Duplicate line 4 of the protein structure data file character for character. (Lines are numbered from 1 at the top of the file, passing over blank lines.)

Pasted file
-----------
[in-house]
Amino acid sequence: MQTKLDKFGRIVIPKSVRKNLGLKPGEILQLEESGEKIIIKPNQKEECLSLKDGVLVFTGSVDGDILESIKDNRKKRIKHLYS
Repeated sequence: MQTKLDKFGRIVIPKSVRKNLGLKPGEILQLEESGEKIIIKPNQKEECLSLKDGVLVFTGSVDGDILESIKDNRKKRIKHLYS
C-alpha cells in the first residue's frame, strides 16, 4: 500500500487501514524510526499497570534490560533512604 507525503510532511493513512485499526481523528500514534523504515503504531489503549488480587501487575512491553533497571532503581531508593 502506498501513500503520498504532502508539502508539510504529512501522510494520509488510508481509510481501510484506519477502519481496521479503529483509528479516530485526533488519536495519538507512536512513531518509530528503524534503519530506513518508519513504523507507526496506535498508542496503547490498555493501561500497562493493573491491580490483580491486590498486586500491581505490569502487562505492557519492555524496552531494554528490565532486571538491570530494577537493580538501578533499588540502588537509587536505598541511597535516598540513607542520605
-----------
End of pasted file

C-alpha cells in the first residue's frame, strides 16, 4: 500500500487501514524510526499497570534490560533512604 507525503510532511493513512485499526481523528500514534523504515503504531489503549488480587501487575512491553533497571532503581531508593 502506498501513500503520498504532502508539502508539510504529512501522510494520509488510508481509510481501510484506519477502519481496521479503529483509528479516530485526533488519536495519538507512536512513531518509530528503524534503519530506513518508519513504523507507526496506535498508542496503547490498555493501561500497562493493573491491580490483580491486590498486586500491581505490569502487562505492557519492555524496552531494554528490565532486571538491570530494577537493580538501578533499588540502588537509587536505598541511597535516598540513607542520605